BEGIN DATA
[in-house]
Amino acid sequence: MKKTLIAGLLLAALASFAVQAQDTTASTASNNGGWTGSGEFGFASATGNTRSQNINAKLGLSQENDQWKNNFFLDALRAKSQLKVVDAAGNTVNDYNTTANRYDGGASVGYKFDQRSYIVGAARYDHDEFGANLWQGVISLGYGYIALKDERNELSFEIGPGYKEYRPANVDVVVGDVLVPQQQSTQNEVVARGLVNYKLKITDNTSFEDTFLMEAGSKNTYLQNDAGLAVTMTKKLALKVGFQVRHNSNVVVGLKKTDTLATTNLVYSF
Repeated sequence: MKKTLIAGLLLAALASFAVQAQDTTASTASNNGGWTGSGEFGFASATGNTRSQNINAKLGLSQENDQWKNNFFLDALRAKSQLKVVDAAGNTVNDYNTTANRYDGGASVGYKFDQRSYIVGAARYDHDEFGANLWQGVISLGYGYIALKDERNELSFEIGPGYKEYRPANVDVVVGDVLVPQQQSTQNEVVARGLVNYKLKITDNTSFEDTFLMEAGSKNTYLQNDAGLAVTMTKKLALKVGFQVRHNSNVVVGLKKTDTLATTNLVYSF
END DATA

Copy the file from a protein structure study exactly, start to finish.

[in-house]
Amino acid sequence: MKKTLIAGLLLAALASFAVQAQDTTASTASNNGGWTGSGEFGFASATGNTRSQNINAKLGLSQENDQWKNNFFLDALRAKSQLKVVDAAGNTVNDYNTTANRYDGGASVGYKFDQRSYIVGAARYDHDEFGANLWQGVISLGYGYIALKDERNELSFEIGPGYKEYRPANVDVVVGDVLVPQQQSTQNEVVARGLVNYKLKITDNTSFEDTFLMEAGSKNTYLQNDAGLAVTMTKKLALKVGFQVRHNSNVVVGLKKTDTLATTNLVYSF
Repeated sequence: MKKTLIAGLLLAALASFAVQAQDTTASTASNNGGWTGSGEFGFASATGNTRSQNINAKLGLSQENDQWKNNFFLDALRAKSQLKVVDAAGNTVNDYNTTANRYDGGASVGYKFDQRSYIVGAARYDHDEFGANLWQGVISLGYGYIALKDERNELSFEIGPGYKEYRPANVDVVVGDVLVPQQQSTQNEVVARGLVNYKLKITDNTSFEDTFLMEAGSKNTYLQNDAGLAVTMTKKLALKVGFQVRHNSNVVVGLKKTDTLATTNLVYSF